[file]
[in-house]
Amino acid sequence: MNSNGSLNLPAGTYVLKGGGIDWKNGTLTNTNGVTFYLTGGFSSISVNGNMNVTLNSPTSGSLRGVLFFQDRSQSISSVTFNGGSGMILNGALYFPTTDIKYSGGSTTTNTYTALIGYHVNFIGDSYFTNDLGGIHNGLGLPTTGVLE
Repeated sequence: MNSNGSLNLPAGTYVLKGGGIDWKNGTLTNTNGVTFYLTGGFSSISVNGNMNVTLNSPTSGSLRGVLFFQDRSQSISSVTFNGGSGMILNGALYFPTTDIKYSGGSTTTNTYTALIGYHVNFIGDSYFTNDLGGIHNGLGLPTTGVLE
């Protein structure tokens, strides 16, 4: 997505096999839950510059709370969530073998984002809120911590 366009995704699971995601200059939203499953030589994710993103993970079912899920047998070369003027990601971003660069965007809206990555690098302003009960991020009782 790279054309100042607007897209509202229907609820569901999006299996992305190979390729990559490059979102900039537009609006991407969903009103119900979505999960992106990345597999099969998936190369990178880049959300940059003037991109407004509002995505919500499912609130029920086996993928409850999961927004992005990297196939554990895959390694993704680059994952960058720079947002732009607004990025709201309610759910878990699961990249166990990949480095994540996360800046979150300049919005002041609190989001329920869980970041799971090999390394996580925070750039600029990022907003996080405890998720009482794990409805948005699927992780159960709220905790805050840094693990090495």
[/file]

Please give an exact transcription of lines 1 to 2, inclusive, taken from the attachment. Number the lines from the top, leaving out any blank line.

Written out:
[in-house]
Amino acid sequence: MNSNGSLNLPAGTYVLKGGGIDWKNGTLTNTNGVTFYLTGGFSSISVNGNMNVTLNSPTSGSLRGVLFFQDRSQSISSVTFNGGSGMILNGALYFPTTDIKYSGGSTTTNTYTALIGYHVNFIGDSYFTNDLGGIHNGLGLPTTGVLE